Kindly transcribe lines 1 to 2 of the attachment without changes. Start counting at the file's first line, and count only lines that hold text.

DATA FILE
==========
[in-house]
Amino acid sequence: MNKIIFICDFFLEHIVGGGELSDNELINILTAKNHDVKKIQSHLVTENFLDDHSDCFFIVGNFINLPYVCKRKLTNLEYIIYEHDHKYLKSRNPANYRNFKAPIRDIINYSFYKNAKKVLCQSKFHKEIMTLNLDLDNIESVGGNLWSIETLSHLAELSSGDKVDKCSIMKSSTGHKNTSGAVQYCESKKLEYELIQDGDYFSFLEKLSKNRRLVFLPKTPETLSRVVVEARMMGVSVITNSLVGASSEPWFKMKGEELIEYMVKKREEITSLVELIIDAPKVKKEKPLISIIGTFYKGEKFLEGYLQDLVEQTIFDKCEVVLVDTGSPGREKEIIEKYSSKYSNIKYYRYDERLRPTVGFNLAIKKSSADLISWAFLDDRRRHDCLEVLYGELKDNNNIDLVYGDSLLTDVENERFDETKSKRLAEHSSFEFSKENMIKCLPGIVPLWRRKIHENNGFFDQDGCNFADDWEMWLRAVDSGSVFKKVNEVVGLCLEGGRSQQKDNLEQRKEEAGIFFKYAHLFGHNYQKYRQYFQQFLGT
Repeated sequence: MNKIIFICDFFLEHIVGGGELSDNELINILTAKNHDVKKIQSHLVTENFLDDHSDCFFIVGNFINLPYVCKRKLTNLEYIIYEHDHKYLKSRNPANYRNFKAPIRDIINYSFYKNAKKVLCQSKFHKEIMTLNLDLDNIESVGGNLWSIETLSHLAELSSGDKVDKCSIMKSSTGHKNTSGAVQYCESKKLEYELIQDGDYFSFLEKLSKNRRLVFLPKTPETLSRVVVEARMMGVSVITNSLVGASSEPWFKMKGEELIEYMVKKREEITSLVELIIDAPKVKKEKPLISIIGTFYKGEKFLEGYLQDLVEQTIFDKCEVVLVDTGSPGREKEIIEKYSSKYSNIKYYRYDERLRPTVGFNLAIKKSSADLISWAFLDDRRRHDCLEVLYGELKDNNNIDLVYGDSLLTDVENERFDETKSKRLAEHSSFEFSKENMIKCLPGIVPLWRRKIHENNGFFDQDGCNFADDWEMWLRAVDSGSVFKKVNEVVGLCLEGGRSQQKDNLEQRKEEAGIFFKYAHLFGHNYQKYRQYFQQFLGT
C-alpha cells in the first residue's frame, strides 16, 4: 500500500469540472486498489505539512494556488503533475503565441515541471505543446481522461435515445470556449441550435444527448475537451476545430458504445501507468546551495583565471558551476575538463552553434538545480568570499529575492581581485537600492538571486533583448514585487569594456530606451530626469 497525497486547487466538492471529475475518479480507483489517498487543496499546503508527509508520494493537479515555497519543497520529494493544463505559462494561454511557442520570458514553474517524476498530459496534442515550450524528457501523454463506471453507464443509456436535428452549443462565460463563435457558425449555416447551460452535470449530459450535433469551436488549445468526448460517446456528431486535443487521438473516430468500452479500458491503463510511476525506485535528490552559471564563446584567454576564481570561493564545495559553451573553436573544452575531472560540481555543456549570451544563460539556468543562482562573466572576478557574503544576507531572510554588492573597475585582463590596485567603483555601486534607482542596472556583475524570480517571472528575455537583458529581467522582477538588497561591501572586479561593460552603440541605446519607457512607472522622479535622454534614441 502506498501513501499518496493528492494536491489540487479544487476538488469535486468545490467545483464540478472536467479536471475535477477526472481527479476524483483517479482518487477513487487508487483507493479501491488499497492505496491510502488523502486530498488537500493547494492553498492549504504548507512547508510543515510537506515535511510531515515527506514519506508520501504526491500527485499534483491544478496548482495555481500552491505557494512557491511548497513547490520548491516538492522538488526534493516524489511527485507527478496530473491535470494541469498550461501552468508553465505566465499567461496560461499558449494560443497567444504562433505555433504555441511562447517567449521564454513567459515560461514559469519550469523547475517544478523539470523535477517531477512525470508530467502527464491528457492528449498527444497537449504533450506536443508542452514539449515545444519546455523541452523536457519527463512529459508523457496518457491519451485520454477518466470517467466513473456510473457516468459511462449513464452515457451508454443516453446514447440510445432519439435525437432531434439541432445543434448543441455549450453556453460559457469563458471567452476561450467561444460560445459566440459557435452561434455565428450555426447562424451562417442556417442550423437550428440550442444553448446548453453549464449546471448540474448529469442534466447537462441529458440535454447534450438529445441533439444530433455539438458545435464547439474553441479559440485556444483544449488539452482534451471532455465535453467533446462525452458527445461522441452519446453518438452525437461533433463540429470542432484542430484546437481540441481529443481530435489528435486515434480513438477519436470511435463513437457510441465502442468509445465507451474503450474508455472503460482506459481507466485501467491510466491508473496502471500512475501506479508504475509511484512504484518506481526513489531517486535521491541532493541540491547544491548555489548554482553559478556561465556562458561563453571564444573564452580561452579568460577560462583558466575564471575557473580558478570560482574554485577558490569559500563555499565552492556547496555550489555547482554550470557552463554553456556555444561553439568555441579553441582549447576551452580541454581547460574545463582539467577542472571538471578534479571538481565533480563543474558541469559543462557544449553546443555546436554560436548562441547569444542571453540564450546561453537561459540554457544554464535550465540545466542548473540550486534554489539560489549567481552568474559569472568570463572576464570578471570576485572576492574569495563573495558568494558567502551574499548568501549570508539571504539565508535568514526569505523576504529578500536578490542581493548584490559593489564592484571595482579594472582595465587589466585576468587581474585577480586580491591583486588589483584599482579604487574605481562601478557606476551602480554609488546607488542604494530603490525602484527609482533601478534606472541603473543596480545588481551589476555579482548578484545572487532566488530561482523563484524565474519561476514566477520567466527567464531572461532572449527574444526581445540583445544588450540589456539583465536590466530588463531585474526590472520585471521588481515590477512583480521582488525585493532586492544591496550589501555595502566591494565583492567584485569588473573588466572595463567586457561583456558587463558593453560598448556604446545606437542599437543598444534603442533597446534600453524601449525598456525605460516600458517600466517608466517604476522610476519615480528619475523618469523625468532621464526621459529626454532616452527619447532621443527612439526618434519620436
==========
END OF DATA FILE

[in-house]
Amino acid sequence: MNKIIFICDFFLEHIVGGGELSDNELINILTAKNHDVKKIQSHLVTENFLDDHSDCFFIVGNFINLPYVCKRKLTNLEYIIYEHDHKYLKSRNPANYRNFKAPIRDIINYSFYKNAKKVLCQSKFHKEIMTLNLDLDNIESVGGNLWSIETLSHLAELSSGDKVDKCSIMKSSTGHKNTSGAVQYCESKKLEYELIQDGDYFSFLEKLSKNRRLVFLPKTPETLSRVVVEARMMGVSVITNSLVGASSEPWFKMKGEELIEYMVKKREEITSLVELIIDAPKVKKEKPLISIIGTFYKGEKFLEGYLQDLVEQTIFDKCEVVLVDTGSPGREKEIIEKYSSKYSNIKYYRYDERLRPTVGFNLAIKKSSADLISWAFLDDRRRHDCLEVLYGELKDNNNIDLVYGDSLLTDVENERFDETKSKRLAEHSSFEFSKENMIKCLPGIVPLWRRKIHENNGFFDQDGCNFADDWEMWLRAVDSGSVFKKVNEVVGLCLEGGRSQQKDNLEQRKEEAGIFFKYAHLFGHNYQKYRQYFQQFLGT